What is factory automation? We're talking about the integration of technologies (such as robotic arms, motion control, etc.) that have significantly reshaped manufacturing processes with reduced human involvement. Factory automation systems are used within manufacturing systems of all industries, each with distinct objectives, from enhancing worker safety to improving manufacturing quality. To maintain robotic production systems, it is essential to employ human personnel to ensure the efficient functioning of these automation systems.

There’s no denying the economic attractiveness of factory automation. As robot prices decrease and computing power and networking technologies advance, manufacturers increasingly turn to automation to enhance productivity and reduce expenses. The result significantly boosts productivity and efficiency in modern digital-first factories.


Examples of machine automation technologies

 

Automation’s progress in the industry is striking. It has evolved from modest beginnings to its current state, where full manufacturing automation and automated production lines prevail in numerous manufacturing processes. One such example is the implementation of an automated production line, which has significantly improved efficiency and quality through continuous improvement. Manufacturing technologies, such as real-time adjustment coatings and aid process control, promise even more capabilities during production processes.

Implementing automation processes enhances efficiency and productivity, culminating in superior output quality and consistency, while also minimizing waste and costs. In this evolving landscape, human roles shift from hands-on production to overseeing, monitoring, and maintaining an automation solution, such as equipment.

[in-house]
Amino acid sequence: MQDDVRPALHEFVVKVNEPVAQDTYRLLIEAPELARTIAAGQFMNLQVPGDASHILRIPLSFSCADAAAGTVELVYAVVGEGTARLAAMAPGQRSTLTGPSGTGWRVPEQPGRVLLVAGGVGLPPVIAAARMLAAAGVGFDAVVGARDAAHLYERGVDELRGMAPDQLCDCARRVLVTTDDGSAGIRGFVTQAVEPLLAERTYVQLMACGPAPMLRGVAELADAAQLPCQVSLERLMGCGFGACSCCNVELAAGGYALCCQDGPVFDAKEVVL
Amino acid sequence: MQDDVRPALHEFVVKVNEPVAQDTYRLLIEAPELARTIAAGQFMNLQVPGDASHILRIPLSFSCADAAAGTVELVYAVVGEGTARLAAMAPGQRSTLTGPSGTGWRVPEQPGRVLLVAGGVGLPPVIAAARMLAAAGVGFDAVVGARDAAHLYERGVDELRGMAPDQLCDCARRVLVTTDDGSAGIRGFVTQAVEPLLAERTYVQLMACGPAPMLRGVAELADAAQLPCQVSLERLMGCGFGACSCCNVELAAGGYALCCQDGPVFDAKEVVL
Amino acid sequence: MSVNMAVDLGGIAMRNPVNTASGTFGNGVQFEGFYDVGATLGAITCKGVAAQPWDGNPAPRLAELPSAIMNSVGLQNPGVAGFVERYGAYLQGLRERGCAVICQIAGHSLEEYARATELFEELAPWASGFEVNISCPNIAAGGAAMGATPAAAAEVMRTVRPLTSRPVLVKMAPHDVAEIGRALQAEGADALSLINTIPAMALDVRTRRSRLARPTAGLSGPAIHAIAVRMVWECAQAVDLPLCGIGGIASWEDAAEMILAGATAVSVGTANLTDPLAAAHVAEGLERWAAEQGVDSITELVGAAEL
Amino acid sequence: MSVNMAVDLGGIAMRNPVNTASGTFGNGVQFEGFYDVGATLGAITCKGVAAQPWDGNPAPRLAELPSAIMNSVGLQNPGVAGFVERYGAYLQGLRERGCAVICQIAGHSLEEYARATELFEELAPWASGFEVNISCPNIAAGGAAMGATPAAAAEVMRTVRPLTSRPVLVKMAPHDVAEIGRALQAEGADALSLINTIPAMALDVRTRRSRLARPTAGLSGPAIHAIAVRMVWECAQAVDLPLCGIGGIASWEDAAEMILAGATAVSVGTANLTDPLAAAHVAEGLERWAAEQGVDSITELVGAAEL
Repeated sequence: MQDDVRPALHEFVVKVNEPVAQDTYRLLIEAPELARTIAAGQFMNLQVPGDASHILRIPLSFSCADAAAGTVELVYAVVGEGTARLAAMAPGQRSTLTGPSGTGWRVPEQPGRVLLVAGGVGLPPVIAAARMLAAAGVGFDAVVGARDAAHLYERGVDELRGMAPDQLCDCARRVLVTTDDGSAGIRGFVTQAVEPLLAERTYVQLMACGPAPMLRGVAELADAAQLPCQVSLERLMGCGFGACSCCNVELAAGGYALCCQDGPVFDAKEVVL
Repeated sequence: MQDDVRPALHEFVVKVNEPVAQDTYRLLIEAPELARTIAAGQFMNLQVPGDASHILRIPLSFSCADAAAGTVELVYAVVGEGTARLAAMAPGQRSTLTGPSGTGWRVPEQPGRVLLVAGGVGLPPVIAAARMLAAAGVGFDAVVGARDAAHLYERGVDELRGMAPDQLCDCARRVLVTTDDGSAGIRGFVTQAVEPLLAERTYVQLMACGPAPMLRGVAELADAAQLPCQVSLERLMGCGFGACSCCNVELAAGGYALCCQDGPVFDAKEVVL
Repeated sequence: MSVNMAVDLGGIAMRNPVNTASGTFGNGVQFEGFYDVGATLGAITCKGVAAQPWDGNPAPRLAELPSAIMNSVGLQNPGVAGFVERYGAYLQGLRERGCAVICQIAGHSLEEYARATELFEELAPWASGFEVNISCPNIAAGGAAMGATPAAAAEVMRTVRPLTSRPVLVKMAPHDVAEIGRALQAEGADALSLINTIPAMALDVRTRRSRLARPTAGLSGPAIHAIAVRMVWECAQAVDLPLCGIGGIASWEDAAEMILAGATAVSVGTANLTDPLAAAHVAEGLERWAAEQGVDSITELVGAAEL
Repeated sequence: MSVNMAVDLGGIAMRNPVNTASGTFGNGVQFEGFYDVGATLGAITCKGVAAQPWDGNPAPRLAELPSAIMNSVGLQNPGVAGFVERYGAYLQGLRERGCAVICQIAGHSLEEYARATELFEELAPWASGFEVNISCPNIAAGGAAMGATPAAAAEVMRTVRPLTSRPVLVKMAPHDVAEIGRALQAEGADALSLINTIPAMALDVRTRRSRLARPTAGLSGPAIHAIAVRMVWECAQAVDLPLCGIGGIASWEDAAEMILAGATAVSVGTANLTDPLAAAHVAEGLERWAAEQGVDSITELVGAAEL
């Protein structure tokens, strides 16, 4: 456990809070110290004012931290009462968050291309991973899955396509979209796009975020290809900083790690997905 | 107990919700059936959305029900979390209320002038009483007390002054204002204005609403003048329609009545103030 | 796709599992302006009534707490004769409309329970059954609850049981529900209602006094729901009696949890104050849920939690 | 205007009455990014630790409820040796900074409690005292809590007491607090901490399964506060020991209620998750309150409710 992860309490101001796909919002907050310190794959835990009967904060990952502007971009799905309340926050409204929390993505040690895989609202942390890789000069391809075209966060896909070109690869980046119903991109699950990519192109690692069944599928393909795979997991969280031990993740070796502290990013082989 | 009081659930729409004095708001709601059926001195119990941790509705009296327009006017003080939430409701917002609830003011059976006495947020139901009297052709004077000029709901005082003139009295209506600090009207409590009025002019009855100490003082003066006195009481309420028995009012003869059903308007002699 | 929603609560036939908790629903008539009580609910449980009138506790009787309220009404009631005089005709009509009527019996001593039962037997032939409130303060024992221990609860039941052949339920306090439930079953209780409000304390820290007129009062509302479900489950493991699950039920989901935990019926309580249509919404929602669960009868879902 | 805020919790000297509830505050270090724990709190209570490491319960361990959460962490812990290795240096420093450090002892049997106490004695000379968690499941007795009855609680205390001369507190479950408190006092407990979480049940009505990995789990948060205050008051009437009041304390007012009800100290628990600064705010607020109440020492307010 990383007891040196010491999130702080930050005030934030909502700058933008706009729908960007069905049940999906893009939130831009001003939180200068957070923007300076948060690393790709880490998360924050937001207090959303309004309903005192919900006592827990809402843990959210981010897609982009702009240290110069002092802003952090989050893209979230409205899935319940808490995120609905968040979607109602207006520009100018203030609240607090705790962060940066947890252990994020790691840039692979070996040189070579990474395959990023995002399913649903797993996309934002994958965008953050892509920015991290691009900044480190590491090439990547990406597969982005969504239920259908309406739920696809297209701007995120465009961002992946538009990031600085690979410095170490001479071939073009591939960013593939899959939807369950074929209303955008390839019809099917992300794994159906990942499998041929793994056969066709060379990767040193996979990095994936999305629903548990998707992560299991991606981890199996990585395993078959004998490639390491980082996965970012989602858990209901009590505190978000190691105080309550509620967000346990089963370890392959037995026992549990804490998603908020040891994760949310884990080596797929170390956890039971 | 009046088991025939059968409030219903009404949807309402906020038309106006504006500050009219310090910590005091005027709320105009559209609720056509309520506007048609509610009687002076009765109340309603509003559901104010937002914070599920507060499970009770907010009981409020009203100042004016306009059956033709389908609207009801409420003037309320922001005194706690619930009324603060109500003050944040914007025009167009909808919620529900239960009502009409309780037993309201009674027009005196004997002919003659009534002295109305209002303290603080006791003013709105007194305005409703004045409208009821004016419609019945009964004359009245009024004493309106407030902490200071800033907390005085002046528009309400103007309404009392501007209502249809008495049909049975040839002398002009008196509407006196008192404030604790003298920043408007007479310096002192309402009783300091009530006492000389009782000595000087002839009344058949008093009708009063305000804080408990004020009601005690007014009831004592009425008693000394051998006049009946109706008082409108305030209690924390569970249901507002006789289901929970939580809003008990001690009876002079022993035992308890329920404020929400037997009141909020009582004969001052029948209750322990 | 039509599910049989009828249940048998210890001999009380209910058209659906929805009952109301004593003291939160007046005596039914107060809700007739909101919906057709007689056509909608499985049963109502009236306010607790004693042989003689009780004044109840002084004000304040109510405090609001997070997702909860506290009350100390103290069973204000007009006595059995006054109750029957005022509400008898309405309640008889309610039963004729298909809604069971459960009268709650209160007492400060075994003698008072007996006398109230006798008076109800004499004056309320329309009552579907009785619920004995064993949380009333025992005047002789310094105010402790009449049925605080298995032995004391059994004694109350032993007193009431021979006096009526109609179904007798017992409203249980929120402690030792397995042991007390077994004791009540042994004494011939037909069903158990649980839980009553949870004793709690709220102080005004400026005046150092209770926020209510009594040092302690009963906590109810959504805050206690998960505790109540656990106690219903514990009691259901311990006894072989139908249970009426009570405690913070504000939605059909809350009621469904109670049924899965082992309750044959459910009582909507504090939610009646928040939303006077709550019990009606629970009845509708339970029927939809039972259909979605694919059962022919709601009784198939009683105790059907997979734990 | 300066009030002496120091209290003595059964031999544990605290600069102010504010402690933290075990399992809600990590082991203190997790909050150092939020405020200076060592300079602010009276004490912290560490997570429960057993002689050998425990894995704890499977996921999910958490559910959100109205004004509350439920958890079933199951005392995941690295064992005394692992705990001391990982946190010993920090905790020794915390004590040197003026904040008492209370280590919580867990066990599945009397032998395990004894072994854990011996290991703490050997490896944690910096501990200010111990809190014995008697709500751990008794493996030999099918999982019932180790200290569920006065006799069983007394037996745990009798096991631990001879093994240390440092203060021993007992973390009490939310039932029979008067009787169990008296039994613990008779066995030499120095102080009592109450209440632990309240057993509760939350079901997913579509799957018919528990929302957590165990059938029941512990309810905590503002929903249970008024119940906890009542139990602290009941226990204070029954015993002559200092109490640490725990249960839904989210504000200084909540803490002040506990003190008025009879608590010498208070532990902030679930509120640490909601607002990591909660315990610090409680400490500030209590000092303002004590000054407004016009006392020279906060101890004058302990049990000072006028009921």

Machine Automation: The Problem, or Bringer of New Opportunities?

 

Despite concerns about job loss due to factory automation, it's important to recognize that automation also creates new job opportunities and requires a different skill set. Roles like automation engineers, data analysts, and system operators are in high demand. This shift presents an exciting opportunity for younger generations to engage with cutting-edge technology and develop vital skills.

Educational institutions can bridge the skills gap by designing coursework and training programs aligned with the demands of automation. With the right approach, automation can drive economic growth and prosperity by creating jobs and fostering innovation. Embracing automation allows us to turn challenges into opportunities for growth.

 

Policy Implications and Solutions

Policymakers are key in tackling the hurdles faced by factory workers. There are significant industrial policies, worker empowerment initiatives, and enforced measures established by the U.S. Department of Labor to safeguard workers’ rights and aid them in navigating industrial transitions.